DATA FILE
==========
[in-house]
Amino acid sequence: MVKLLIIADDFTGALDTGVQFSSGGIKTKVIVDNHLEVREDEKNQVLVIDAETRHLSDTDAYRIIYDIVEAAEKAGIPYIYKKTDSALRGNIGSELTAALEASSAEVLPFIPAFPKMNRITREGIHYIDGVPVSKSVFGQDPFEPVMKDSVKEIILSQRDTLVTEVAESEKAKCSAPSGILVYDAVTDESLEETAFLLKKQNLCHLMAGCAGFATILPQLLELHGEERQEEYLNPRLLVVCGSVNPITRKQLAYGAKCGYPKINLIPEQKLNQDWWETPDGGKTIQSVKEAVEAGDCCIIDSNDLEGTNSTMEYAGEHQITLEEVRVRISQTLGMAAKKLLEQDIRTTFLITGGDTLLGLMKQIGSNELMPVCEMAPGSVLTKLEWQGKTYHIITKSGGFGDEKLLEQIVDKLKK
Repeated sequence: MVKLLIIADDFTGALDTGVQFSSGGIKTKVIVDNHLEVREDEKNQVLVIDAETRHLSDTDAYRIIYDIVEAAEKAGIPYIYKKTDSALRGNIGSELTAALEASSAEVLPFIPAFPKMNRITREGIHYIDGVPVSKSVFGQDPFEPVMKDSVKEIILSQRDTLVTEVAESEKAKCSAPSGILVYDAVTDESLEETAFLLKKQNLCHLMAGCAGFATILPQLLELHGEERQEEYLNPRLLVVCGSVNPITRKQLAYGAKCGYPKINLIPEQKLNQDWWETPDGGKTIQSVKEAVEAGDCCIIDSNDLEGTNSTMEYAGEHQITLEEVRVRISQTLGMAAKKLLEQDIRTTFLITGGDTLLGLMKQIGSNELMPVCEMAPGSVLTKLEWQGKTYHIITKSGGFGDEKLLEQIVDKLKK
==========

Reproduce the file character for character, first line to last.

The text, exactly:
[in-house]
Amino acid sequence: MVKLLIIADDFTGALDTGVQFSSGGIKTKVIVDNHLEVREDEKNQVLVIDAETRHLSDTDAYRIIYDIVEAAEKAGIPYIYKKTDSALRGNIGSELTAALEASSAEVLPFIPAFPKMNRITREGIHYIDGVPVSKSVFGQDPFEPVMKDSVKEIILSQRDTLVTEVAESEKAKCSAPSGILVYDAVTDESLEETAFLLKKQNLCHLMAGCAGFATILPQLLELHGEERQEEYLNPRLLVVCGSVNPITRKQLAYGAKCGYPKINLIPEQKLNQDWWETPDGGKTIQSVKEAVEAGDCCIIDSNDLEGTNSTMEYAGEHQITLEEVRVRISQTLGMAAKKLLEQDIRTTFLITGGDTLLGLMKQIGSNELMPVCEMAPGSVLTKLEWQGKTYHIITKSGGFGDEKLLEQIVDKLKK
Repeated sequence: MVKLLIIADDFTGALDTGVQFSSGGIKTKVIVDNHLEVREDEKNQVLVIDAETRHLSDTDAYRIIYDIVEAAEKAGIPYIYKKTDSALRGNIGSELTAALEASSAEVLPFIPAFPKMNRITREGIHYIDGVPVSKSVFGQDPFEPVMKDSVKEIILSQRDTLVTEVAESEKAKCSAPSGILVYDAVTDESLEETAFLLKKQNLCHLMAGCAGFATILPQLLELHGEERQEEYLNPRLLVVCGSVNPITRKQLAYGAKCGYPKINLIPEQKLNQDWWETPDGGKTIQSVKEAVEAGDCCIIDSNDLEGTNSTMEYAGEHQITLEEVRVRISQTLGMAAKKLLEQDIRTTFLITGGDTLLGLMKQIGSNELMPVCEMAPGSVLTKLEWQGKTYHIITKSGGFGDEKLLEQIVDKLKK